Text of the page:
My early teachings about good evil and God began with being raised Catholic. Not only did my family faithfully go to church every Sunday, but I attended Catholic school, primary, middle and high school, which had the added bonus of being all girls. As I've realized, speaking with friends raised in various religions, each has their own relationship and understanding of good evil and God. That disparity alone is caused for wonder, how would a singular God judge and send to eternal damnation, someone who is taught, have a different version of God, and was never exposed to this real one. In any case, what I took away from the teachings I received in my youth was that if you did good things, you went to heaven. And if you did bad things, you went to hell. Heaven was this eternity of bliss, where you'd meet God, Jesus, the disciples, the angels and the righteous. Whereas Hell was a fiery pit of eternal damnation, run by Satan, and maybe some of the other Fallen Angels who went against God. Were you join criminals and sinners. The lesson was simple. Heaven equalled good, and hell equaled bad. You wanted to get one and avoid the other, to a child, and even as a young girl, these explanations seems simple and clear enough, and the threat of going to hell kept me from misbehaving on more than one occasion. However, as I got older, read and subsequently dissected Dante's Inferno in high school English class, I began to question the existence of Heaven and Hell, and I did so out loud in religious studies class, I knew my curiosity had been well received when I was allowed to take classes designed for the Jewish and non Catholic students at school next year. These courses, namely world religions, and philosophy, further fueled my inquisitiveness about who had really passed down the concept of good and evil. And beyond that, who defined what was good and evil. It wasn't really conceivable to me that one being feared and all powerful one would sit around and judge people as they died, wouldn't have been that powerful and full of energy have better things to do. More interesting and exciting ones like creating new worlds. I was taught that God and Catholicism and multiple gods and other religions communicated to those who followed them what was good and evil. And while there were often similar items among religions, there could be some huge disparities. For example, in many religions suicide is a sin. However, are in the Islam religion, killing yourself viewed as self sacrifice, while striving to serve God and fight evil is an instant ticket to the Muslim version of heaven. to Hebrews understanding what was right or wrong, the 10 commandments were given. The Bible states these spiritual laws were given to the Prophet Moses by the Lord. They have been adopted by Christians. The commandments include one, I am the Lord thy God, thou shalt not have strange gods before me to that thou shalt not take the name of the Lord in vain. Three, thou shall keep the Sabbath holy, For Honor thy father and mother. Five, Thou shalt not kill. Six, Thou shalt not commit adultery, seven, Thou shalt not steal, eight Thou shalt not bear false witness against thy neighbor, nine, Thou shalt not covet thy neighbor's wife 10 Thou shalt not covet thy neighbor's goods. Reading these now, I'm pretty sure everyone on earth is going to hell, because I don't know anyone who hasn't broken at least one of these commandments.Leah Grant:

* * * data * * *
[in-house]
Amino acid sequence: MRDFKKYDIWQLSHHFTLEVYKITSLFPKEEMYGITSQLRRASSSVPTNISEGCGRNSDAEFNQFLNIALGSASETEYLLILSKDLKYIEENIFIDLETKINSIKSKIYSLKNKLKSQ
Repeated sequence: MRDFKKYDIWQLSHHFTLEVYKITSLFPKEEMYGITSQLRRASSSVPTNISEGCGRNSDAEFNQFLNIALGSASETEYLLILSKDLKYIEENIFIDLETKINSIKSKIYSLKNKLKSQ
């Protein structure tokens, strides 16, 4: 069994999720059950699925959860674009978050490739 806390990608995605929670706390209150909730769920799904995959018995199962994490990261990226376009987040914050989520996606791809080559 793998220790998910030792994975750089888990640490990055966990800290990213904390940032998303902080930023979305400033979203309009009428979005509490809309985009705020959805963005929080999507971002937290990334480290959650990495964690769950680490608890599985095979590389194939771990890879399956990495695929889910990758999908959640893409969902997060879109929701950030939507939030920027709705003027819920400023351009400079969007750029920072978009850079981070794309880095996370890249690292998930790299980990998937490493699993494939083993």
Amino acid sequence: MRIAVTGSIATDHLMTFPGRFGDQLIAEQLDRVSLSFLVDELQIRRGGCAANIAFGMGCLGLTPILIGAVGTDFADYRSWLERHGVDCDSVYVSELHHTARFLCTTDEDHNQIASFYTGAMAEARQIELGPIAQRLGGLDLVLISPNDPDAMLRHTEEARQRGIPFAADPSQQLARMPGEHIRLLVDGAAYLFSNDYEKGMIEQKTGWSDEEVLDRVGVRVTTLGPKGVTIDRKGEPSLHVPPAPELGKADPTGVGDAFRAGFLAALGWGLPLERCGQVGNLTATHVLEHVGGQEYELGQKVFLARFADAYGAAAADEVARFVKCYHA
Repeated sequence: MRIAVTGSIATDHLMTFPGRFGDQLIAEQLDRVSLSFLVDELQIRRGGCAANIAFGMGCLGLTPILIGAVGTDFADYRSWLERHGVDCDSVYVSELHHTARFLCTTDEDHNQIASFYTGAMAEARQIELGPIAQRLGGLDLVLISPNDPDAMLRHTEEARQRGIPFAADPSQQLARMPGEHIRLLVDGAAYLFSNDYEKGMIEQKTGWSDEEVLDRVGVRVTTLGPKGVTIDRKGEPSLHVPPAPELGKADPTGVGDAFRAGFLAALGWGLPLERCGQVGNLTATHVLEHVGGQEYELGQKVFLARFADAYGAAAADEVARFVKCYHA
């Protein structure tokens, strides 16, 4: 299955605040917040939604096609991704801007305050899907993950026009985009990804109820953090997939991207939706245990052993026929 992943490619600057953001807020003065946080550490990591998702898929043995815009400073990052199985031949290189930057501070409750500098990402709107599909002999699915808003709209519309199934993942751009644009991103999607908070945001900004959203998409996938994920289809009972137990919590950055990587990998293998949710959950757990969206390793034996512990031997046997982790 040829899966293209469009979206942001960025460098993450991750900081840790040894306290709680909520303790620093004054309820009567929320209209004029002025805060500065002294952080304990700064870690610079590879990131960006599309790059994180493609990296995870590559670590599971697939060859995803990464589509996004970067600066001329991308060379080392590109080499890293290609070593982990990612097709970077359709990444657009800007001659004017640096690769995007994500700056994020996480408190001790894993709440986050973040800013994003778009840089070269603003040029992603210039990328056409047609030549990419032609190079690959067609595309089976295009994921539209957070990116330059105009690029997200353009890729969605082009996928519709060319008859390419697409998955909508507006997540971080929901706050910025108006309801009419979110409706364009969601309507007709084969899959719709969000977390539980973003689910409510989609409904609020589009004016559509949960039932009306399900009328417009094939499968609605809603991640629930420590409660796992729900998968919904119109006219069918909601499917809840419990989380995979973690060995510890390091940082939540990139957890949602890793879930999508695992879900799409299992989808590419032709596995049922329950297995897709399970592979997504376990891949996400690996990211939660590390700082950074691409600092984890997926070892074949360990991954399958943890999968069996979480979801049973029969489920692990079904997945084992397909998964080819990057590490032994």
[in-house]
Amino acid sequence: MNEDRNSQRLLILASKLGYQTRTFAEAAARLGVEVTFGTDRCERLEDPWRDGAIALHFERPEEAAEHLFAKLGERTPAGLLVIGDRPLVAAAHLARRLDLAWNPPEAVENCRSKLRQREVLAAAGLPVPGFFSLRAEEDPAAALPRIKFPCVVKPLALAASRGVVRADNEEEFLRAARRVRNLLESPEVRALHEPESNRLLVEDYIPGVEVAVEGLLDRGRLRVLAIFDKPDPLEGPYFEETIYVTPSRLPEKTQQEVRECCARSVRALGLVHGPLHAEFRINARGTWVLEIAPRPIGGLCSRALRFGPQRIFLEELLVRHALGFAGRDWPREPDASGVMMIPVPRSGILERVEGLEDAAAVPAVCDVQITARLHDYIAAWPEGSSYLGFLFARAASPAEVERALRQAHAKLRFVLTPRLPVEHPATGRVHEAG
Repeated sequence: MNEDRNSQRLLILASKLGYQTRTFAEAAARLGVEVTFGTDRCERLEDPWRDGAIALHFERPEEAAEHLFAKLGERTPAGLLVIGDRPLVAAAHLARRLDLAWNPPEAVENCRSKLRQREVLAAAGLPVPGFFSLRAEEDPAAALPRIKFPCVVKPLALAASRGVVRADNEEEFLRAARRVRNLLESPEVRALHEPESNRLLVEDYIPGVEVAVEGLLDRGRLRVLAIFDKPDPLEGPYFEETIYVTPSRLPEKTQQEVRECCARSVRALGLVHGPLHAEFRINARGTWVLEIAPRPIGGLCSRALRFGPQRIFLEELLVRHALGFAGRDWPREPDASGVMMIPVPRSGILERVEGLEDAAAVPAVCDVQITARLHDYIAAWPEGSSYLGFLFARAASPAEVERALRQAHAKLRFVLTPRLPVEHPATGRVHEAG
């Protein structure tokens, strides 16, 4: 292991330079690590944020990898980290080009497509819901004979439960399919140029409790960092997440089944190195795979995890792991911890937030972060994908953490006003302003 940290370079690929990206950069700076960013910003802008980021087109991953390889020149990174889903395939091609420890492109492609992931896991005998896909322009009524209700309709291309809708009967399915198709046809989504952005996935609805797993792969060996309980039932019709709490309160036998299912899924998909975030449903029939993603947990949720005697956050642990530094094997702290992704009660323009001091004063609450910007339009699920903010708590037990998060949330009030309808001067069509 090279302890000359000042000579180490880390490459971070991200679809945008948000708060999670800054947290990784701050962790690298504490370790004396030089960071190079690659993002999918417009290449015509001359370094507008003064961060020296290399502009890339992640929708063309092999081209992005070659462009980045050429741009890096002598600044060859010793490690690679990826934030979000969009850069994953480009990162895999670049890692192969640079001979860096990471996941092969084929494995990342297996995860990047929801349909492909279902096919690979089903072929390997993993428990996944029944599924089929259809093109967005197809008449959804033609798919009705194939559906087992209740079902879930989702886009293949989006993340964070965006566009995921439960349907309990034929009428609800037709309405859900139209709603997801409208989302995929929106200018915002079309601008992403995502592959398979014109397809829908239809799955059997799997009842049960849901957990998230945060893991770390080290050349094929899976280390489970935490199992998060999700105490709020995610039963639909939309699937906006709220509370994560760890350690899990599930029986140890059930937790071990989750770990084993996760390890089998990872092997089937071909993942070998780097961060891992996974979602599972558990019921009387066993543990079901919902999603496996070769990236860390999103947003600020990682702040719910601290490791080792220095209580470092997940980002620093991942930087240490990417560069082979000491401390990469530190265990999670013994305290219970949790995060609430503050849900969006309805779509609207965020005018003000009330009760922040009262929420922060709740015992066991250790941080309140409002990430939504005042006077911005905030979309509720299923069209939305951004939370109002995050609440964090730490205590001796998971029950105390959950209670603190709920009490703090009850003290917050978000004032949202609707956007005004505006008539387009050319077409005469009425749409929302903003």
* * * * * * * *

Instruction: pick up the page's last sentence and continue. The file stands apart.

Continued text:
Now, in Catholicism, you could go to confession and tell the priest what you did, say some prayers and do the assigned penance, and go back to life absolved of your sins. That seemed like a pretty good arrangement, like a get out of jail or get out of hell for free card. The older I got, though, the more odd it seemed to me that mortal men who denied themselves a life among the regular sending people, a priest would take on the role of God went in the confessional, and dole out punishments in exchange for sin absolution. But I'm no religious scholar. So what am I? Going back to the 10 commandments, the one that really confused me back in high school was Thou shalt not kill. However, during the Crusades, the church seemed fine killing all kinds of people. So were they not disregarding the commandments and doing evil for the church's game? This seemed worse to me than killing someone for a logical reason. And let me say that I don't really think there are almost any logical reasons for taking someone else's life, certainly not war, or because they won't convert to your religion. It's a paradox. Think about it. It's okay to kill people in war, or to punish them for very bad crimes, but not okay to just kill someone because you felt like it. And let's just say the commandment doesn't include if you were at war, isn't it mortal people who decide which wars we're going to fight and which ones we aren't? Because to me, it seems that those encouraging the war are the ones advocating for killing to happen. But again, perhaps I'm missing some important theological angle to this subject. So I'll move on.Leah Grant: